Then final part of the day: dune buggying in the sand! I was a bit nervous about this as I have never done it before and did not know what to expect. We continued further south to Ica, where we were introduced to our dune buggy driver. We were strapped in and off we went over the massive mountains of sand. The dune buggy reminded me of the buggy’s in the movie Road Warrior!
I was screaming like a fool but all in all it was a lot of fun and no one got hurt. The driver even convinced us to do some sand body surfing down the steep hills. I had sand in every crevice of my body but what a riot. We all had such a blast.
The tiny village of Huacuchina is an actual desert oasis with a lagoon thought to have therapeutic properties. The lagoon is surrounded by palm trees, bars and clubs and the massive sand dunes surrounding the village.
These sand dunes are the largest in South America. We thoroughly enjoyed ourselves here and ended it with a delicious lunch and some beverages to cool us off.
We were then taken to our hotel for the night, called Las Dunas. Wow!! Huge surprise as it was absolutely gorgeous here. Very Greek influence in architecture and a beautiful resort with pool area. We decided to hang around the pool for the rest of the day as we were all extremely beat.
As the sun went down we chose to hang at the pool restaurant and after a couple of margarita’s we got our second wind. We stayed there and chatted and had some finger foods for our dinner.
Such a fantastic day!
Friday April 20th: Nazca Lines Flight
Today was a sharp 8AM pickup by Yoel again. Checked out and headed out through Ica. Crazy morning traffic with a million tuk-tuk’s whirling around the round-about’s, scooting in and out of vehicles, going about their morning business. The view was pretty drab with lots of desolate desert and poverty. Kinda reminded me of sections in Africa. We arrived in Nazca around 10:30 am. I was even more nervous today then the buggy rides yesterday. Today we were flying over the famous Nazca lines in a very small plane. The smallest I have ever been in so far. A 6 seater Cesna 206. We had two very nice and friendly Argentinian pilots who made me feel pretty comfortable in the end. It was just the 3 of us and two other young Argentinian girls.
We flew over an hour in total, flying over a whole bunch of different drawings in the earth; the famous hummingbird, the monkey, the alien, the condor, etc and so many straight lines that looked like landing strips.
Look carefully to see how many drawings you can see. The road with the building below gives an indication of how large these drawings are.
It was quiet amazing for sure. We were all grinning from ear to ear. Another fantastic experience to check off our bucket list!
We then stopped at a pottery shop where a young man and his grandfather make replica nasca pottery from the way they did the technique 1200-1500 years ago. He makes the paint from natural materials. He makes the pottery by hand and dries it naturally via sun. Everything is made the way it was traditionally. Jerry was in seventh heaven as he makes pottery as a hobby. We each bought a few small pieces to take home with us.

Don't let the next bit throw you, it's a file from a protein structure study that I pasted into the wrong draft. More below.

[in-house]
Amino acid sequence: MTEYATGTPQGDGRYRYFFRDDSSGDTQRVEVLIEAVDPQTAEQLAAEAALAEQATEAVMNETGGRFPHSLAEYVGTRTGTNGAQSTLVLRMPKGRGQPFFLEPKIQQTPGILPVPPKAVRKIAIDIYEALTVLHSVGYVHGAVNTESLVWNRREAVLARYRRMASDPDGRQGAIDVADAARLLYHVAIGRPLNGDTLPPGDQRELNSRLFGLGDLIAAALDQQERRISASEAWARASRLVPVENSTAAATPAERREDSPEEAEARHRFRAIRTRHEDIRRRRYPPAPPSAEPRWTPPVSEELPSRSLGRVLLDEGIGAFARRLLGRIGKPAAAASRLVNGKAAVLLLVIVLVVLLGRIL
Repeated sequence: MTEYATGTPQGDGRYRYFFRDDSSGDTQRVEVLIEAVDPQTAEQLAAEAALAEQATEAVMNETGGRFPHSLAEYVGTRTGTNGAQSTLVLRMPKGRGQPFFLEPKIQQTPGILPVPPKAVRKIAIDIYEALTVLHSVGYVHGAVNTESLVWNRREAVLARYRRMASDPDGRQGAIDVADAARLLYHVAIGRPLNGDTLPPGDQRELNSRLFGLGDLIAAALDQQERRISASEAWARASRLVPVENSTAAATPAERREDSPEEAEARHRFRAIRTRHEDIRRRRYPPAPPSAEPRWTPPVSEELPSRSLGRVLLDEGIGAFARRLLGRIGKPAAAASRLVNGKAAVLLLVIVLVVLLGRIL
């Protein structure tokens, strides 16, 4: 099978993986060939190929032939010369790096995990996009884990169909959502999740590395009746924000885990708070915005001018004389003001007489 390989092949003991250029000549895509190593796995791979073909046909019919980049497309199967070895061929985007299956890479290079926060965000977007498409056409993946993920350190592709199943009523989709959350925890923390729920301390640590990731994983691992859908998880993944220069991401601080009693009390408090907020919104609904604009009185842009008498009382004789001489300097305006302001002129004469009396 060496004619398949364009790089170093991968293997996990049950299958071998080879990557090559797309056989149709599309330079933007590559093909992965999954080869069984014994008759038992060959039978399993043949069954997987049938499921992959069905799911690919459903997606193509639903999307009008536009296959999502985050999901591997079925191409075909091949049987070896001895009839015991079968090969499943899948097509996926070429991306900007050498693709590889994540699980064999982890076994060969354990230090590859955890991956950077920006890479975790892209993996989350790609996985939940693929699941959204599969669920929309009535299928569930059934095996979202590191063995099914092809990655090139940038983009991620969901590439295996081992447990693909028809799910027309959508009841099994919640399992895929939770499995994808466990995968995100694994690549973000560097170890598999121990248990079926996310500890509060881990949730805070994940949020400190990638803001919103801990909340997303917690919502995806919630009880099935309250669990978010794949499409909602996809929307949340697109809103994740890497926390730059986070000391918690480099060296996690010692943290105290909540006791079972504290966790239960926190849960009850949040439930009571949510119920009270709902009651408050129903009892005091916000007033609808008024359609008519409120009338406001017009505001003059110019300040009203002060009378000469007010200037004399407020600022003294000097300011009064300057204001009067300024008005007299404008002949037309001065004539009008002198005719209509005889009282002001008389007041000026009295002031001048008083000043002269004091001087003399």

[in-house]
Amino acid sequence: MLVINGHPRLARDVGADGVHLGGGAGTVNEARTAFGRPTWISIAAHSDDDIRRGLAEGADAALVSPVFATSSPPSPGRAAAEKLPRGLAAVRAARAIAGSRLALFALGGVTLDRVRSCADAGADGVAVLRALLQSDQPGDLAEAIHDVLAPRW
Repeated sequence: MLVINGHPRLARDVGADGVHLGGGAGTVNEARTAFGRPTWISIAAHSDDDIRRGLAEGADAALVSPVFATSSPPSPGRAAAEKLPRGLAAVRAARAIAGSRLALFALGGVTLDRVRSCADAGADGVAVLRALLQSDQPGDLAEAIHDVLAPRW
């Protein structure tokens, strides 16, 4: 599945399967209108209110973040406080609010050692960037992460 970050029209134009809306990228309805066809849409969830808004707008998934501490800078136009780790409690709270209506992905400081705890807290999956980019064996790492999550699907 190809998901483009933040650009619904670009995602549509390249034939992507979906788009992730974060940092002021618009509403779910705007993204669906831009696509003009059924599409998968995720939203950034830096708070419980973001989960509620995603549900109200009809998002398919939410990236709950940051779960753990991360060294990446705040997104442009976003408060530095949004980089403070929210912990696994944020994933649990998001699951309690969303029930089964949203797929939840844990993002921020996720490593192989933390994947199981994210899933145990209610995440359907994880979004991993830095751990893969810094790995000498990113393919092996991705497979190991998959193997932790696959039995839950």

After such a great day, we had a long 7 hour drive back directly to Lima. My fault for that as I did not feel comfortable doing a night bus ride of 10 hours to Arequipa, so I had previously arranged with our tour company to take us back to Lima and we would fly out in the morning. Coming back into the city was a nightmare. We literally played chicken with transport trucks & buses all day and then in the city he took side streets but all the while zigzagging around cars as we crossed intersections narrowly missing cars by inches. It took us forever to get through the core of city and we were all severely stressed by the time we made it back to the hotel. We basically headed straight for the restaurant downstairs and had drinks and stayed in for the night!
Then we heard about the horrible accident that had happened today in Colca Canyon (where we will be heading on Monday). A mini van with 12 people went off a cliff and 2 German tourists died – the rest were very badly injured. Some more stressful moments for me to worry about but that is typically me!
Saturday April 21st: Arequipa: 2335 m = 7661Feet
Joel picked us up at 9:30 AM and took us to the Lima airport. Peruvian Airlines - smooth and easy flight. Left at 1PM and arrived at 2PM. At Arequipa airport, we were picked up by a new guide Ramiro. Very outgoing, informative, friendly guy who spoke English quite well. It was a short drive right down into the city square, where we were staying at the same chain of hotel, at Casa Andina Select.
What a difference this city is compared to Lima! So much smaller & subdued. The city had a very colonial Spanish influence and did remind me a lot of Cuenca, Ecuador. It has the same vibe too.